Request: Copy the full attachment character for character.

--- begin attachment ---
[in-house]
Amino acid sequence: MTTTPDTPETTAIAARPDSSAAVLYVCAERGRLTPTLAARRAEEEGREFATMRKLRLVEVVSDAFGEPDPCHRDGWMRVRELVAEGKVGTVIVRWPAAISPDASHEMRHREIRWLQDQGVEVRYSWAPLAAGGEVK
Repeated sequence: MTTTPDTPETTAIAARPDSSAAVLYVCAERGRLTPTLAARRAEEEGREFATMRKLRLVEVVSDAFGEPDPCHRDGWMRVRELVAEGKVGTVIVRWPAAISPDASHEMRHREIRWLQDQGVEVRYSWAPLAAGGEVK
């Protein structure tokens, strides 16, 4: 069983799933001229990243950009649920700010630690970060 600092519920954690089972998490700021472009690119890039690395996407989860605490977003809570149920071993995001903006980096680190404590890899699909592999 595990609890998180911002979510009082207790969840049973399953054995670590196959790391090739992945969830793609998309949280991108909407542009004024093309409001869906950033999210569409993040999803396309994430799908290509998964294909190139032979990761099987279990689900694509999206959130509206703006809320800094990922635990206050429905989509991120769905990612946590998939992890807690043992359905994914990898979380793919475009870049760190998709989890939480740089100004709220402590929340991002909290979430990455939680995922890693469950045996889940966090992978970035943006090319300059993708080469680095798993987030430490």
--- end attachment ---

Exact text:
[in-house]
Amino acid sequence: MTTTPDTPETTAIAARPDSSAAVLYVCAERGRLTPTLAARRAEEEGREFATMRKLRLVEVVSDAFGEPDPCHRDGWMRVRELVAEGKVGTVIVRWPAAISPDASHEMRHREIRWLQDQGVEVRYSWAPLAAGGEVK
Repeated sequence: MTTTPDTPETTAIAARPDSSAAVLYVCAERGRLTPTLAARRAEEEGREFATMRKLRLVEVVSDAFGEPDPCHRDGWMRVRELVAEGKVGTVIVRWPAAISPDASHEMRHREIRWLQDQGVEVRYSWAPLAAGGEVK
């Protein structure tokens, strides 16, 4: 069983799933001229990243950009649920700010630690970060 600092519920954690089972998490700021472009690119890039690395996407989860605490977003809570149920071993995001903006980096680190404590890899699909592999 595990609890998180911002979510009082207790969840049973399953054995670590196959790391090739992945969830793609998309949280991108909407542009004024093309409001869906950033999210569409993040999803396309994430799908290509998964294909190139032979990761099987279990689900694509999206959130509206703006809320800094990922635990206050429905989509991120769905990612946590998939992890807690043992359905994914990898979380793919475009870049760190998709989890939480740089100004709220402590929340991002909290979430990455939680995922890693469950045996889940966090992978970035943006090319300059993708080469680095798993987030430490």